3. SmBizMan says:

    I’m north of Boston and I may have been one of the last easy-money mortgage takers. It was last May, and it was a “no doc” 30 year fixed 268,000 loan… plus 33 000 second mortgage. I had 10% down…

    I really enjoyed not needing to provide documentation for anything. It was a little scary though, I originally applied for $230,000 and they had no problem giving me 300,000 (and probably more)

  4. zh says:

    It has affected us as renters in Los Angeles (south bay area), because rents are now through the roof. No one wants to buy, everyone wants to rent, so landlords can charge whatever they want. When we moved into our current apartment (3bd, rent: $2K/month) in Sept of 2005, we thought we’d find a house to rent easily, but two years later we are in our same apartment, and renting a 2 bedroom house is $2500 – $2700/month. We’re stuck; and we can’t even look into real estate because the average house price (or even townhouse price) in our part of town is $700 – $800K. Way too jumbo for me. (Solution: move to reasonable area of the country. We’re workin’ on it.)

  5. Steve says:

    Interesting post…I will certainly watch the comments, too. I was able to buy a few years ago with a fixed rate under 6% and nothing down. Living near Baltimore, I had plenty of appreciation before the market flattened in the past few months, enough equity in fact to remove PMI very recently.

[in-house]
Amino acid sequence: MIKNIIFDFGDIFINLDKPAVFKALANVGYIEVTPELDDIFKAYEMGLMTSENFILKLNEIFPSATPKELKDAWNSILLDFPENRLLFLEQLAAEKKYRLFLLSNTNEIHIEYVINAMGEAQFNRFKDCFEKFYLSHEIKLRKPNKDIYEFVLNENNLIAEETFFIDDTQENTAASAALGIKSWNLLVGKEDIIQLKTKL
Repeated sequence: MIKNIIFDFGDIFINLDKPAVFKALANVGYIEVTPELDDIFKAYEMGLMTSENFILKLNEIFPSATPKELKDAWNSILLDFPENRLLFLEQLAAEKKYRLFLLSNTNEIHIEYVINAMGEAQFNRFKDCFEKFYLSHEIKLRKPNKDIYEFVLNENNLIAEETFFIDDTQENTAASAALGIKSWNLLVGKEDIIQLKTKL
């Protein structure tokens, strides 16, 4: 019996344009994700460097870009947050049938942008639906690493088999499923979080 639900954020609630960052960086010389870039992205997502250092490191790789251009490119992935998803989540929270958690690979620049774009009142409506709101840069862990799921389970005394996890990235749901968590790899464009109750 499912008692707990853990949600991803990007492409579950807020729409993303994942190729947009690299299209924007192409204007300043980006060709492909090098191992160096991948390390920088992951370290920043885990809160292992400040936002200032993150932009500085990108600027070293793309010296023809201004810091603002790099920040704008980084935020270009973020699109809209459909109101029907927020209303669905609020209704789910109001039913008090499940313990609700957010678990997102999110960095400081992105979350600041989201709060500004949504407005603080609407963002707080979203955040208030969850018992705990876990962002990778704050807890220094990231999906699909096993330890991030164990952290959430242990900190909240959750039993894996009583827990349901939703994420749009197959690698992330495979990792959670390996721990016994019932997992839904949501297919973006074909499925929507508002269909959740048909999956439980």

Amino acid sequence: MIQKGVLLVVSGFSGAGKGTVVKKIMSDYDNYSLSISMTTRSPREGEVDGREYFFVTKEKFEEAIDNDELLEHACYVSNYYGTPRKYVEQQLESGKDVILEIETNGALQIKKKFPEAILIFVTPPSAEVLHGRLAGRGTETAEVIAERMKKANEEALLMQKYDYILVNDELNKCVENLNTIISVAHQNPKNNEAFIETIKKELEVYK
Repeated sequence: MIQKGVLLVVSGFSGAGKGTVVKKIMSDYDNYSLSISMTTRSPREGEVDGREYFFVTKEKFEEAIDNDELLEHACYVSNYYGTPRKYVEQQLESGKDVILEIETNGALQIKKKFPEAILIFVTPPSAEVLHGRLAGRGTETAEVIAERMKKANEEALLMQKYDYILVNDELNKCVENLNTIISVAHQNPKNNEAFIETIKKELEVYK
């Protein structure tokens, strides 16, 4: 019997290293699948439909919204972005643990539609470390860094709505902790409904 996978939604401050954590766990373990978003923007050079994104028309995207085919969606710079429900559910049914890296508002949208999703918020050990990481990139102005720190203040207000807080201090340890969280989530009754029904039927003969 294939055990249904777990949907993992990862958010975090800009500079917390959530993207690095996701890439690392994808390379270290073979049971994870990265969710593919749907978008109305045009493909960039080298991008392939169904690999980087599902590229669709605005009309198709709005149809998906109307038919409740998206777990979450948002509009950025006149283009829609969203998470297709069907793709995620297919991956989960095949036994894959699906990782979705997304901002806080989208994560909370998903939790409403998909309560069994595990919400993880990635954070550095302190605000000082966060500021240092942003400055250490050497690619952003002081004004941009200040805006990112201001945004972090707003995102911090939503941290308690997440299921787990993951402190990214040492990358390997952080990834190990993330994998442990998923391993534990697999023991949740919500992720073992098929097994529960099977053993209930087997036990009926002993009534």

On a related note, am I the only one that thinks it is dumb to make the jumbo loan criteria a fixed amount. Not only would almost all loans in higher cost of living areas ( CA, NYC, etc.) be considered jumbo, would it really be a “risky” loan for the bank if I made $500k a year and took out a $420k loan?

  6. Chris says:

    I had the unfortunate luck to re-fi last year to get some equity out to pay bills. I really needed to pay them off, so I took some unsavory interest rates hoping to re-fi again in a year for lower rates. Well my timing couldn’t have been worse as my re-fi time is NOW and it’s nearly impossible to get refinanced without a 700 credit score which I do not have right now (close but close only counts in horse shoes and hand grenades as my grandfather always said) and so I sit stuck with a 13% interest rate! BLAH!!!!!!

  7. I think the ripple effect is going to be seen overseas a lot more than here. U.S. banks have ‘farmed out’ these sub-prime loans to European banks, who like these fixed-income investments as a basis to counterbalance their other riskier portfolio loans. No one seemed to think that these supposedly stable investments would end up being risky.

    There’s a few Euro banks that are starting to show problems even worse than here in the U.S.

  8. Jason says:

    Impact wise, I took a hit on my net worth of about 10% at the end of July, but that has now more or less returned. But I have a conspiracy theory about the subprime meltdown. I wrote a post about it on my blog, but here is the gist of it.

    “The market reactions to the credit crunch seems rather irrational, unless one realizes that in these types of corrections the money investors loose just doesn’t disappear. Someone is making money when they sell. And, in my opinion, the only people who have the ability to move markets the way we saw in the end of July or after 9/11/01 are the institutional investors.”

    You can read the rest if you are interested at My Blog.